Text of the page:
Senators Reintroduce Four Bills to Improve Automotive Safety

Sen. Edward Markey, D-Mass., (above at left) and Sen. Richard Blumenthal, D-Conn., (above at right) reintroduced four bills on April 26 designed to improve automotive and traffic safety across the United States – bills they want included in an infrastructure funding package and surface transportation reauthorization legislation.

Photo by IIHS

“Every year on average, over 36,000 people are killed and nearly three million more are injured in motor vehicle crashes,” noted Sen. Markey in a statement.

“These numbers reveal a public health crisis that we must not accept as inevitable. We can prevent these unnecessary tragedies with proven strategies and technologies,” he explained. “Upgrading our roads and highways also means upgrading safety.”

[Editor’s note: Patrick McKenna made a similar argument regarding the “public health crisis” aspect of motor vehicle crashes during his one-year tenure as the 2019-2020 president of the American Association of State Highway and Transportation Officials. AASHTO recently appointed McKenna, the executive director of the Missouri Department of Transportation, to a two-year term as chair of its Committee on Safety.]

“No less than roads and bridges, safer cars and drivers must be part of an infrastructure initiative,” added Sen. Blumenthal. “We must upgrade lagging auto recalls, deficient defect investigations, unsafe distracted driving, substandard seat backs, and other clear and present dangers.”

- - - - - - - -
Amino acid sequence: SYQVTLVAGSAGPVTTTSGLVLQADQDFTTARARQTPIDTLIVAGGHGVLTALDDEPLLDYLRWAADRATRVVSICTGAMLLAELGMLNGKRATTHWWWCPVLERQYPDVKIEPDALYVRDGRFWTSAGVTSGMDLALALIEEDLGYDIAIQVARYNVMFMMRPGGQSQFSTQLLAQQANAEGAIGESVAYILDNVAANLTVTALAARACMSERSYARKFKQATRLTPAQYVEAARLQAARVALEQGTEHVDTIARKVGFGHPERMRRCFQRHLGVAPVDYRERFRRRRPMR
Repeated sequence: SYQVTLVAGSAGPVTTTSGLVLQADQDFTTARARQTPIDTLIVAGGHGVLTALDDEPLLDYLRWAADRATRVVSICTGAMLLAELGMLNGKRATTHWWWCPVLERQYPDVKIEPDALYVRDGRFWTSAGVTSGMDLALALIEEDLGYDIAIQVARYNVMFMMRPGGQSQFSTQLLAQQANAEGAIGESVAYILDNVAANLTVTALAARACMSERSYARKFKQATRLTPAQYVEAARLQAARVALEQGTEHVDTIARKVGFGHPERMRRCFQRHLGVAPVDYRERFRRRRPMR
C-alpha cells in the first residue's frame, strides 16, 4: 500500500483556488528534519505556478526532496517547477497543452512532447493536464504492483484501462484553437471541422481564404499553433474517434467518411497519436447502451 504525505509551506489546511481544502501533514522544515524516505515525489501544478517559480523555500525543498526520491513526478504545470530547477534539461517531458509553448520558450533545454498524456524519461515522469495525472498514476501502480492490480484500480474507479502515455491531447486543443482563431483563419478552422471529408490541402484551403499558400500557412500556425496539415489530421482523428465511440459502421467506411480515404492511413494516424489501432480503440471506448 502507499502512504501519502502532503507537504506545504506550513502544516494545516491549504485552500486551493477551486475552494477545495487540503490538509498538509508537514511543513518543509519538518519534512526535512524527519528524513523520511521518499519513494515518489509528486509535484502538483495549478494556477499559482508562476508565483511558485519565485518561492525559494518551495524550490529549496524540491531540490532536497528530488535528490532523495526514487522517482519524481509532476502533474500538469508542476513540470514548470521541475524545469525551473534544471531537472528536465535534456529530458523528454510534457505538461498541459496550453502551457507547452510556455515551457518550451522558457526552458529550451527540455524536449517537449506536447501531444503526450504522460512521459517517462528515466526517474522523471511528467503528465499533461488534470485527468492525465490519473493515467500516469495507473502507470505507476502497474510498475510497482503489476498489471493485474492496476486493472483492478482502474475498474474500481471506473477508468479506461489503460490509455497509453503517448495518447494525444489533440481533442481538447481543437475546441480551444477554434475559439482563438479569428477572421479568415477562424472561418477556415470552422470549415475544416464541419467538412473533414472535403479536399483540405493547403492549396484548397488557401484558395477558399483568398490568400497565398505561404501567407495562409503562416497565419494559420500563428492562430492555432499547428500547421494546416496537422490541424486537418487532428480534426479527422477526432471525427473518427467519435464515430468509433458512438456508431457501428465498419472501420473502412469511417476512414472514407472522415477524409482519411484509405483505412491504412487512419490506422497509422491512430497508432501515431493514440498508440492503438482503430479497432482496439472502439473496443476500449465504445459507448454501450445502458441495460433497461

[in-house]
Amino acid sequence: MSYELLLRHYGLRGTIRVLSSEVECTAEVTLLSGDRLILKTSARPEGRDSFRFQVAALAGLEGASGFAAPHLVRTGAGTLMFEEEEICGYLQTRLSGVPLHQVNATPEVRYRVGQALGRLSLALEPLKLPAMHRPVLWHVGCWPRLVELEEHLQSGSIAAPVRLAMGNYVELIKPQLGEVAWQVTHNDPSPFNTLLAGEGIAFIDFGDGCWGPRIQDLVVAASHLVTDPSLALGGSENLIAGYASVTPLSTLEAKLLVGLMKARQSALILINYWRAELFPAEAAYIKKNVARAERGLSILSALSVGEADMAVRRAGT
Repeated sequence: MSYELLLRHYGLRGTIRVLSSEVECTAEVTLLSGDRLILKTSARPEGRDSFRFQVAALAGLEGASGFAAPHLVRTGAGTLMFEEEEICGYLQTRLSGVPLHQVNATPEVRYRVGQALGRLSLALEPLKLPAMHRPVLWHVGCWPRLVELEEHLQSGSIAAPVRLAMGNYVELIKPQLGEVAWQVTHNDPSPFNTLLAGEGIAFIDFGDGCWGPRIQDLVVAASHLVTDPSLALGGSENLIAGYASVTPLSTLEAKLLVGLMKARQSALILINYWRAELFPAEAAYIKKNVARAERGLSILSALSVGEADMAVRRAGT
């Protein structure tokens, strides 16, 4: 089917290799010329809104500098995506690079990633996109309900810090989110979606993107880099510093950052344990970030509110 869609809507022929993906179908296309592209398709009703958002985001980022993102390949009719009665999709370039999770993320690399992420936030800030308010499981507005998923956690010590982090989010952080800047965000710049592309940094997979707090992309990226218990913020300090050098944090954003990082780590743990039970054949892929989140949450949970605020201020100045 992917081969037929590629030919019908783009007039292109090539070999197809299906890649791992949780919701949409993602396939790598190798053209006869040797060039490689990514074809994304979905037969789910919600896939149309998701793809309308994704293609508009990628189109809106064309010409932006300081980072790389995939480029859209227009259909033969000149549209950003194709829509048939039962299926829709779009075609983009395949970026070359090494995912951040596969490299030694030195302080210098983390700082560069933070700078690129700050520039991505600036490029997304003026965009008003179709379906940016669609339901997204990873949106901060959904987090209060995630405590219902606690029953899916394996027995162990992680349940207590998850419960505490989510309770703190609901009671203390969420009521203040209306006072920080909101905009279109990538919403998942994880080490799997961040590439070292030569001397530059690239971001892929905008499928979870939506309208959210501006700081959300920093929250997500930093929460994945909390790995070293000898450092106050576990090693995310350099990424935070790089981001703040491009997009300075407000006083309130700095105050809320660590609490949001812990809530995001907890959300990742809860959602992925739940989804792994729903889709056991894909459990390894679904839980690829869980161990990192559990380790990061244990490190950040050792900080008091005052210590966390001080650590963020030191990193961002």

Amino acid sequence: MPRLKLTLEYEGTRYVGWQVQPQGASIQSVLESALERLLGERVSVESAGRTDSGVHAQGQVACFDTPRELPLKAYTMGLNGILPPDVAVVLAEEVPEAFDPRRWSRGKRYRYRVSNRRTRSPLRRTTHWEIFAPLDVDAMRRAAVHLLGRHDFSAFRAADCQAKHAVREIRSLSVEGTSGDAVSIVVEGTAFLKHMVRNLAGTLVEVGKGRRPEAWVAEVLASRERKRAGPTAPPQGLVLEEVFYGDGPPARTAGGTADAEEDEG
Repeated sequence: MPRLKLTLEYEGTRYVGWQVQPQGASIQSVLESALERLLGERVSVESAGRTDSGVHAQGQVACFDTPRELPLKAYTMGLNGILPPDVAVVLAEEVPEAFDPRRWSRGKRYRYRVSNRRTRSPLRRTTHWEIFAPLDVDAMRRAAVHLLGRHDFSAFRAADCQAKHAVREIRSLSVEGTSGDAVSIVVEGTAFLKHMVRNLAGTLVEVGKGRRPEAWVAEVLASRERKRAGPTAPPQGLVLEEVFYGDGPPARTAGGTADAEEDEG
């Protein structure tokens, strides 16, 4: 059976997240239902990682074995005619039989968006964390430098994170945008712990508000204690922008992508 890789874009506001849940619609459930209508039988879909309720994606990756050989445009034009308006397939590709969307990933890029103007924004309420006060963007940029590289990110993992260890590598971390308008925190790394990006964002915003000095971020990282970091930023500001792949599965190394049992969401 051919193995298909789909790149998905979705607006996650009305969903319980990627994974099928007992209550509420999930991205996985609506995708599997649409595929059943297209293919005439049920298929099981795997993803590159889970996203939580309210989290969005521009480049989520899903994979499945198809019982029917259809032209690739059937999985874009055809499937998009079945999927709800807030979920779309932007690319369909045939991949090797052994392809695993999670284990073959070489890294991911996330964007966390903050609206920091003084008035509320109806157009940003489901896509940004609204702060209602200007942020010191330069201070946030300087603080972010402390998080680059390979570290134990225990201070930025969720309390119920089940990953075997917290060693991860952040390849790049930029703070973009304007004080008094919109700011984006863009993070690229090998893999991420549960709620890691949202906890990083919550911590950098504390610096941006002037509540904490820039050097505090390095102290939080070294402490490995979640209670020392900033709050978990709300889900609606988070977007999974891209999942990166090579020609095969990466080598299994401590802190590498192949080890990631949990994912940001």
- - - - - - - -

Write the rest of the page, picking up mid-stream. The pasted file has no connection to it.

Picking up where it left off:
Those four bills are:

  • The Promoting Auto Recalls Toward Safety or PARTS Act, which seeks to increase the speed and effectiveness of motor vehicle recalls. It would authorize the U.S. Department of Transportation to provide grants to states for use in notifying registered motor vehicle owners about manufacturer-issued safety recalls, as well as require additional reporting and an annual scorecard on how effectively automakers are completing any recalls.
  • The Early Warning Reporting Systems Improvement Act mandates that automobile manufacturers provide more information about incidents involving fatalities and serious injuries directly to the public. It will also require the National Highway Traffic Safety Administration to make the information it receives publicly available in a user-friendly format so consumers and independent safety experts can evaluate potential safety defects themselves.
  • The Stay Aware for Everyone or SAFE Act tackles the threat of distracted driving and would require the USDOT to study how driver-monitoring systems can prevent driver distraction, driver disengagement, automation complacency, and the foreseeable misuse of advanced driver-assist systems. The legislation also requires a rulemaking to mandate the installation of driver-monitoring systems based on the results of this study, incorporating appropriate privacy and data security safeguards.
  • The Modernizing Seat Back Safety Act addresses motor vehicle seat failures during collisions, requiring NHTSA to update its standards for seat back integrity in new cars.
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